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Identity & Community
A city rebuilds itself with new industry, new energy and new people after a generation of decline. But what happens to those who endured the tough times? Are they lifted up, or pushed out? How can newcomers and established residents build a common vision of progress? Or is creative tension part of what pushes a city to a better future? Here are some of the reports from 90.5 WESA about some of the questions and challenges our city is encountering along the revival road.For more coverage of recovery and revival throughout Pennsylvania, visit our partner, Keystone Crossroads.

Rapper Explores Economic Divide Within Pittsburgh's Revitalization

Davelyn/Google Maps
As Pittsburgh continues to attract urban professionals, some say the city's lower-income residents are being left behind. Abandoned houses in Uptown (L), since torn down by the PHDC, & Cork Factory Lofts in the Strip District (R).

Huffington Post recently named Pittsburgh one of the top ten cities that techies should move to. Last year, Zagat named Pittsburgh its top food city. And Vogue just ran an article about the Ace Hotel in East Liberty.

But there’s growing concern that the rising tide isn’t lifting all boats.

Evictions and rising rents in East Liberty have raised the specter of gentrification, and even Mayor Bill Peduto has expressed his concern about what he calls the two Pittsburghs.

Local rapper and activist Khari Mosley, also known as K-Mos, addresses that issue in a new song, called “A Tale of Two Cities.”

“One (city) is bright shiny buildings downtown and brand new hotels and luxury housing,” said Mosley, whose day job involves advocating for labor and environmental issues with the BlueGreen Alliance. “The other part of the city is public school closings and poverty and violent crime and police-community issues. (It is) a certain kind of lack of hope.”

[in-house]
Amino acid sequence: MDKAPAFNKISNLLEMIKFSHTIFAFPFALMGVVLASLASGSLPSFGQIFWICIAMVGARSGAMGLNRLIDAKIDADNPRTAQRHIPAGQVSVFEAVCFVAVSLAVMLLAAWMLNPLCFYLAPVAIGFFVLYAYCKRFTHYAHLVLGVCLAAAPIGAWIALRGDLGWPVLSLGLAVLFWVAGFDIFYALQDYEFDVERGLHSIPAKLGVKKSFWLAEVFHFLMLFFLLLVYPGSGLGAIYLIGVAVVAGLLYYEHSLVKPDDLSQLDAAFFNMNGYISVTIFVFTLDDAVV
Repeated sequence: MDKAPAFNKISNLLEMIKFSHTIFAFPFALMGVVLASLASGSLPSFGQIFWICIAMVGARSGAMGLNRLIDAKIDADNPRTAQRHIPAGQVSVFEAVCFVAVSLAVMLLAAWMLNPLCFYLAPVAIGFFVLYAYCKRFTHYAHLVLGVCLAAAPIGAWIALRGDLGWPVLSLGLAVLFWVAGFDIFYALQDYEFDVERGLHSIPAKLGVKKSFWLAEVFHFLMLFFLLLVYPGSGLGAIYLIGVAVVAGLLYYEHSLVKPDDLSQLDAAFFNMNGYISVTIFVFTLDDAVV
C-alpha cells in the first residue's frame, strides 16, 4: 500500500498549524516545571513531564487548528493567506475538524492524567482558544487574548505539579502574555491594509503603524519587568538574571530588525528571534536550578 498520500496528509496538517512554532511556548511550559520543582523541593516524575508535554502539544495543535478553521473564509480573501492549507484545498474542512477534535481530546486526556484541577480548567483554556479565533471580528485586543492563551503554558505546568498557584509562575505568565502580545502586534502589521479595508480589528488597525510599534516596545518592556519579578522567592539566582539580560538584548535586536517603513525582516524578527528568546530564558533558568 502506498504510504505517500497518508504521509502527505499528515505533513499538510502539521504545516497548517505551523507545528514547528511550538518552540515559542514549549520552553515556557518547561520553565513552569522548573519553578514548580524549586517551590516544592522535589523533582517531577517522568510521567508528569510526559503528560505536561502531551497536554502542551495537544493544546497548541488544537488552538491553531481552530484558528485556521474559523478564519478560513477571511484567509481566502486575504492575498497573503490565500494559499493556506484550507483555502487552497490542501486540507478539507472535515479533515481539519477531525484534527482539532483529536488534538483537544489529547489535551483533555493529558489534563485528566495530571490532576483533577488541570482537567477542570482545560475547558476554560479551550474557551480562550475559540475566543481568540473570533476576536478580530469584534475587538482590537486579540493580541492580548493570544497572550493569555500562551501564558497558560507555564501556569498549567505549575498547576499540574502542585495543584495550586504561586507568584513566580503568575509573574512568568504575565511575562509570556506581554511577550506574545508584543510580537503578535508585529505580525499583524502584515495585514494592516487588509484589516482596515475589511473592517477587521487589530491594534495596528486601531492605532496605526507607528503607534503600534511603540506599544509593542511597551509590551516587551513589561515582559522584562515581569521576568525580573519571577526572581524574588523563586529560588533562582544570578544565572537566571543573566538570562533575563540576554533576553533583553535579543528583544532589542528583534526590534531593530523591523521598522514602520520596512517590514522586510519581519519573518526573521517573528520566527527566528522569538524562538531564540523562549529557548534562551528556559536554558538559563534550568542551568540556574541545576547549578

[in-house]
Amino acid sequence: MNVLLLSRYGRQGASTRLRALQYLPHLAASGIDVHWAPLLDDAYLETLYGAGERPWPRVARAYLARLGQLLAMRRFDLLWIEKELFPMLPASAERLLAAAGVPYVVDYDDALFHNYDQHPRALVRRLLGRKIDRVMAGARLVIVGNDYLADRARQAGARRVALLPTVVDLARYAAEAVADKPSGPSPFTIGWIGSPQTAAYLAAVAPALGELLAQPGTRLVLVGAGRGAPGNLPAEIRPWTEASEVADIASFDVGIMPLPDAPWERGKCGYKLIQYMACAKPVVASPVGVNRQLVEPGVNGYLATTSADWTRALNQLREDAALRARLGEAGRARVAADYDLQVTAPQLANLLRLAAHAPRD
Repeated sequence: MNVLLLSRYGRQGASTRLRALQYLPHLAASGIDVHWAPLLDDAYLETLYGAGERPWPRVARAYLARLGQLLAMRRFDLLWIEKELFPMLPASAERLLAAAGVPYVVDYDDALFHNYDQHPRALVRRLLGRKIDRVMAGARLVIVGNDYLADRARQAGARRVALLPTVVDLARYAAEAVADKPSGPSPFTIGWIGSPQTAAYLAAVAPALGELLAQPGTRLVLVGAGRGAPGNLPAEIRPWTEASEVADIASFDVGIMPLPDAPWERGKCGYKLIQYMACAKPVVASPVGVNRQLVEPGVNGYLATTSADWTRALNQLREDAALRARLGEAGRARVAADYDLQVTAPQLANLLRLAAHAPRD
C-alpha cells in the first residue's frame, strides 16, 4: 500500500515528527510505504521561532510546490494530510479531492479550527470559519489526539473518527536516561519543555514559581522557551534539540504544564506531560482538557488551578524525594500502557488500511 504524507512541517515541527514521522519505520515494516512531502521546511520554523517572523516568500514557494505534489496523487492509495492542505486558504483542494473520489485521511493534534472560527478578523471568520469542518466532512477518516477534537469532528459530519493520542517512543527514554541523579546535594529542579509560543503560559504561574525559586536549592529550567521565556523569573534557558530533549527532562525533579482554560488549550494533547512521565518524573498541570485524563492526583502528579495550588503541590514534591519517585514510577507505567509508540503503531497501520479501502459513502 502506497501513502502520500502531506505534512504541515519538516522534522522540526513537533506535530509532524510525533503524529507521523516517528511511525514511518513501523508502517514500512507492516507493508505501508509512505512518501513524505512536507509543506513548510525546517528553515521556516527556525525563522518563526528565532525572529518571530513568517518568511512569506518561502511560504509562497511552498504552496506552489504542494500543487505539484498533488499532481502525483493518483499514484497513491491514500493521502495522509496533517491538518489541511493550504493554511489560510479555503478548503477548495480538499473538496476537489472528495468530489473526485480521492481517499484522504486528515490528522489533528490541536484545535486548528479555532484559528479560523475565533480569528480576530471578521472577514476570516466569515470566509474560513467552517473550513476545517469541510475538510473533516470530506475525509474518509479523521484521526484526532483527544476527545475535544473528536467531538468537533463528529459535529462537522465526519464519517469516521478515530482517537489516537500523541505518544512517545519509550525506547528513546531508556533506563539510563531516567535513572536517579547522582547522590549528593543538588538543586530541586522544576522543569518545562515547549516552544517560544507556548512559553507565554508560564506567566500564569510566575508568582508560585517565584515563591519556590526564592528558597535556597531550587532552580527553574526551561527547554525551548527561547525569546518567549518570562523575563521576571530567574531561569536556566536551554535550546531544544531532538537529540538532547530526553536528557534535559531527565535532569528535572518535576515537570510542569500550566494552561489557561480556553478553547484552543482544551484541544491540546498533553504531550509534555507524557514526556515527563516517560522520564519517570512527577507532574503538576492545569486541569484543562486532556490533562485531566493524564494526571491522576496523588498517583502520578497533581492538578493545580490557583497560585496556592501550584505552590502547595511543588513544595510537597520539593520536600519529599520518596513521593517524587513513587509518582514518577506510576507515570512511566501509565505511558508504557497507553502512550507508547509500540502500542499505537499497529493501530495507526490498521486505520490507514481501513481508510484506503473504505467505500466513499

Mosley grew up on Pittsburgh’s North Side. He said he remembers enrollment at his elementary school dwindling in the early 1980s as families moved away to escape the economic bust brought on by the steel industry’s collapse.

“I can remember the old Pittsburgh as a very young person … I remember riding the trolley with my mom … I remember the Jenkins Arcade,” Mosley said. “And it is a little strange sometimes having conversations with people who are so gung-ho about Pittsburgh but you get a feeling like, ‘You really don’t know as much about Pittsburgh as you think you do, as people who have been here and watched the city transform.’”

Mosley said he doesn’t think Pittsburgh should be isolationist, but that new people moving to the city need to take time to understand its history. And he said political leaders, such as his wife, Allegheny County Controller Chelsa Wagner, should remember to balance urban revitalization with economic justice.

“Look at a Robert Clemente, one of our true civic heroes. He didn’t grow up in the Hill District or Homewood or North Side, but he is as much ours as he is Puerto Rico’s,” Mosley said. “And that shows you the power of people coming into the city and adding something."